Our group split up as we swam in different falls. Very refreshing water, with fish nibbling at the dead skin on your feet. For some reason i plowed my way up to the top, it took two hours of quite slow meandering/picture taking/swimming, but i realized i had to be back down at the bottom for lunch at 11.30, and they were very keen for us not to be late! So i flew down. I don't think i really touched the ground. After 20 minutes i was sweating like crazy, ignoring the evil monkeys who were starting to cause some trouble lower down the falls. I got to the restaurant at 11.31, success :D.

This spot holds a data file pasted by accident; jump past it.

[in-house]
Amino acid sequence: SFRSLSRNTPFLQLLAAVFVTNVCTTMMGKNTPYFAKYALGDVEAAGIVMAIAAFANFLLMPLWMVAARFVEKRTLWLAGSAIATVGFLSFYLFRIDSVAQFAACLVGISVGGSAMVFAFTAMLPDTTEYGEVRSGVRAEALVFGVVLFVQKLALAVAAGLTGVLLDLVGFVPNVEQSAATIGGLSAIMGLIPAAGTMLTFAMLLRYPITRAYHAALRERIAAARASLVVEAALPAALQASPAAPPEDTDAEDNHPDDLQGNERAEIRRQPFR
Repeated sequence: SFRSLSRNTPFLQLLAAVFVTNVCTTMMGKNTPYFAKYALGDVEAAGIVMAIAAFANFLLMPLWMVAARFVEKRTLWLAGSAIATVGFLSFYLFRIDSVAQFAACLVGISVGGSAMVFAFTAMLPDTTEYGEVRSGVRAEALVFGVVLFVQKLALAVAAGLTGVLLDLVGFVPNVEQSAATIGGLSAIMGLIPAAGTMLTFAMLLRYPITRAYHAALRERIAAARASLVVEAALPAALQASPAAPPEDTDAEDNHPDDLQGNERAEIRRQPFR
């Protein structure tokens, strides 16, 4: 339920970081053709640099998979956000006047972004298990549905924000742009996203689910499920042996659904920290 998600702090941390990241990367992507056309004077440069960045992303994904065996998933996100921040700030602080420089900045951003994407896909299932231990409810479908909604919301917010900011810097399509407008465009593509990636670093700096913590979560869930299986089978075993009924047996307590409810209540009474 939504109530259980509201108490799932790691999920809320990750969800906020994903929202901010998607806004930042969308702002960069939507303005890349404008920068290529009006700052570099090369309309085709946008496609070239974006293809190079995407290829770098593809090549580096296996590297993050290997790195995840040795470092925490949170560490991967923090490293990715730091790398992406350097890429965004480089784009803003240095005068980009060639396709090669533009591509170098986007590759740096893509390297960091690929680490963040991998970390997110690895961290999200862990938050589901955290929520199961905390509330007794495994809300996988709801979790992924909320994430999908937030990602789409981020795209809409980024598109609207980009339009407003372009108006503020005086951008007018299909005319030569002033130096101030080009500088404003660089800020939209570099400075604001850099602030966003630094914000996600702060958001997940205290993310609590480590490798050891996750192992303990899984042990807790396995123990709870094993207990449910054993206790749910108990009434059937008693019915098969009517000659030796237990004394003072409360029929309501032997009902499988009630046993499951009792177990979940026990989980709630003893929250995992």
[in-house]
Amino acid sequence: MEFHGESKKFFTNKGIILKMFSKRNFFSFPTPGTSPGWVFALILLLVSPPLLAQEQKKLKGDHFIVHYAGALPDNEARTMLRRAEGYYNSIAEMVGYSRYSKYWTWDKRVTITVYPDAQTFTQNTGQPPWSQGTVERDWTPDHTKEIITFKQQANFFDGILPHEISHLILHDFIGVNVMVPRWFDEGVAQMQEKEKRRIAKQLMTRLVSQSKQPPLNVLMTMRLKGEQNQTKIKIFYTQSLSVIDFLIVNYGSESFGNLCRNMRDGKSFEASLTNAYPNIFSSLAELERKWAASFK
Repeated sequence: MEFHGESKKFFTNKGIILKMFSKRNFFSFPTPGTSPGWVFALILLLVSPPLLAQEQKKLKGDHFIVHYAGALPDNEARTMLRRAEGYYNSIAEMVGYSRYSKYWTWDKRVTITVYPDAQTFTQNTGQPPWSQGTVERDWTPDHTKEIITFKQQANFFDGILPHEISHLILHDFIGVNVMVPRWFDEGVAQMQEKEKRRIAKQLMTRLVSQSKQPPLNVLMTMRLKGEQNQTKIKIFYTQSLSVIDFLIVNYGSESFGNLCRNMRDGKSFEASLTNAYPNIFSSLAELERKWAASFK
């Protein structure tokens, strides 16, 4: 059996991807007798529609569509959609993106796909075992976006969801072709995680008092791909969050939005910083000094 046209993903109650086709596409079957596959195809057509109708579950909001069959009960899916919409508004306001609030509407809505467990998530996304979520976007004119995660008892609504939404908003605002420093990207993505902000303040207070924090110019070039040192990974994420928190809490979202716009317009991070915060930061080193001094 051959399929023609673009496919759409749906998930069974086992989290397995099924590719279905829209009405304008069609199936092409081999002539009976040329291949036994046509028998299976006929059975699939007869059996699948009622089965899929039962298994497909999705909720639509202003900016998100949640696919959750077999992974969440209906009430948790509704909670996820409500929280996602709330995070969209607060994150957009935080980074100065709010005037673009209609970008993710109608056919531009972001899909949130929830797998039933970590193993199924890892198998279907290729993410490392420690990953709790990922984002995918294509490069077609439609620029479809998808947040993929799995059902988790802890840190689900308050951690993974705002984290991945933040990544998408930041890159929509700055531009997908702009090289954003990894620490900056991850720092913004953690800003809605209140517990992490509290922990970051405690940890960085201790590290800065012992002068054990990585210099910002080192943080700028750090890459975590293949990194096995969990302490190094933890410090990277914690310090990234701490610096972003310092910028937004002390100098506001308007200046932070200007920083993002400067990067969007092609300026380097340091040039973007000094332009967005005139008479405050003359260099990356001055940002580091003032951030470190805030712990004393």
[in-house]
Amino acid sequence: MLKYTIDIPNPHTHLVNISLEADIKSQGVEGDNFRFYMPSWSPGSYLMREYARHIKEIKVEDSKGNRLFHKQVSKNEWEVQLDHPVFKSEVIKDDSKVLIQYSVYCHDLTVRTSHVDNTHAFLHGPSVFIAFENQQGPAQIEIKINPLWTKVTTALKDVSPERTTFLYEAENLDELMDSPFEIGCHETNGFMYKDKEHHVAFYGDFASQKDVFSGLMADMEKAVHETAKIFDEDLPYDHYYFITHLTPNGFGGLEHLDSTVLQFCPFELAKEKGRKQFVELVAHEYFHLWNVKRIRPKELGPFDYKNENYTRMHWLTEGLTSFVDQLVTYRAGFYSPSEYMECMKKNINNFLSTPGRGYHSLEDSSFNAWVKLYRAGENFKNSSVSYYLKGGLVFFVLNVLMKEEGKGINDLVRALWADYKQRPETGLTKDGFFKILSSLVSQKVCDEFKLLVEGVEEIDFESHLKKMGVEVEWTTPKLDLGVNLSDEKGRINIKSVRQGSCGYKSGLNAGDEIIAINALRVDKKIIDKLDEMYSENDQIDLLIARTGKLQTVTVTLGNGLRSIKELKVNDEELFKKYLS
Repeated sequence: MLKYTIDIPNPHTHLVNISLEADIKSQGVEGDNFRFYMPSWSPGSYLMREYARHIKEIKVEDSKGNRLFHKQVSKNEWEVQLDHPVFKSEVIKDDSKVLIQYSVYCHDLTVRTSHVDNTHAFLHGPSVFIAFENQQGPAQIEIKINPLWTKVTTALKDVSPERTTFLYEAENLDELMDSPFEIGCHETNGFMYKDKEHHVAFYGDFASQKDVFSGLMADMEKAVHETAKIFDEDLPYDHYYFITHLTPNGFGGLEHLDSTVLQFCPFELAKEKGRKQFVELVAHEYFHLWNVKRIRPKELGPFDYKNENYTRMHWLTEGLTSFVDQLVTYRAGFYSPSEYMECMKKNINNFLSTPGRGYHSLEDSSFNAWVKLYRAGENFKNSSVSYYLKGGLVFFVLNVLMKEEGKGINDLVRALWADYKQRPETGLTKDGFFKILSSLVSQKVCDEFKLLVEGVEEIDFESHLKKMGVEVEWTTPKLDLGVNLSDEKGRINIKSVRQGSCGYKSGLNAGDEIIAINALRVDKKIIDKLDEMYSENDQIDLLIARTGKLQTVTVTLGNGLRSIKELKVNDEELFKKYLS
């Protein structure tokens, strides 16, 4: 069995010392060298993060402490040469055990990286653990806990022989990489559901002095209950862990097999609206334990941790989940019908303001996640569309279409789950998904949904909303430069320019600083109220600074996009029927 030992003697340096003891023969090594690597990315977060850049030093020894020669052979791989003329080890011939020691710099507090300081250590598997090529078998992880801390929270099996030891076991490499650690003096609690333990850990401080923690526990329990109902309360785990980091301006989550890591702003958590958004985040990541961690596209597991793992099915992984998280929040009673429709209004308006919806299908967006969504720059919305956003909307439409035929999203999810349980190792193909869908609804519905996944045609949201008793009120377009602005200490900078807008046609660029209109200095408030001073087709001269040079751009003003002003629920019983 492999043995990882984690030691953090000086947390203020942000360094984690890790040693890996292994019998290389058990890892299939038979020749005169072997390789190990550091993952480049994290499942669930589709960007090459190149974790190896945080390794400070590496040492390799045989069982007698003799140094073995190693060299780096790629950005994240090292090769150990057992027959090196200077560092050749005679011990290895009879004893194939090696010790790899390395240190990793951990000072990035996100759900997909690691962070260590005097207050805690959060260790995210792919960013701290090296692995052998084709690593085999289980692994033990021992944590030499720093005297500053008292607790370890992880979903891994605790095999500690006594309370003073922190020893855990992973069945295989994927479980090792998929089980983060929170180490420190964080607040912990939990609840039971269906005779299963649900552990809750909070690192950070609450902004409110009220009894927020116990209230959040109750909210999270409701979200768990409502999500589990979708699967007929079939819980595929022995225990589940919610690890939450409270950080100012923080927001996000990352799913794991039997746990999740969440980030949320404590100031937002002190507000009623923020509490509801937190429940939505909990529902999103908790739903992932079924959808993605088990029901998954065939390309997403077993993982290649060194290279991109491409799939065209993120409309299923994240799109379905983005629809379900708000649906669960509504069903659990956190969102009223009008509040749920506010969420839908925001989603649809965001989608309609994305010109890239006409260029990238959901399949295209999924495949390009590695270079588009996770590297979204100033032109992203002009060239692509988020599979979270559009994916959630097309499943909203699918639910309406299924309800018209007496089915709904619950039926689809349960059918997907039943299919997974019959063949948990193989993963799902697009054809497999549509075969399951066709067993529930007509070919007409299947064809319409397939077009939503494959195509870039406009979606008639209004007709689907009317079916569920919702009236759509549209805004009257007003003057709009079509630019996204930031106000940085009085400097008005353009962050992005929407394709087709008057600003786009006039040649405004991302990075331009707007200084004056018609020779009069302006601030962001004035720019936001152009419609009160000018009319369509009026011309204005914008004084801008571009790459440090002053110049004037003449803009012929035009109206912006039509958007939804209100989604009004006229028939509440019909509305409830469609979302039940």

We had a set list of things we could order, and i had sweet and sour chicken i think. They also gave us a whole lot of sliced pineapple and watermelon, and for the mains they brought out two pots of chili sauce to go with it. It was basically vinegar with very hot chili's (with seeds still attached) chucked in. Some bright spark decided to put some of the sauce, no chili's, on their pineapple. So i tried it too (with a chili), it was a very strange taste. Then we tried it with watermelon. I put a red chili on, then the girl sat next to me said 'you should put a green one on, for colour' i did, and the she found the fattest, greenest chili and put it on my watermelon as well. So by this point everybody was waiting to see my reaction to eating it. It was hot. For sure. But i resisted the temptation to drink so sat there and slowly turned the colour of the red chili's. Took it like a man. Quite a stupid one!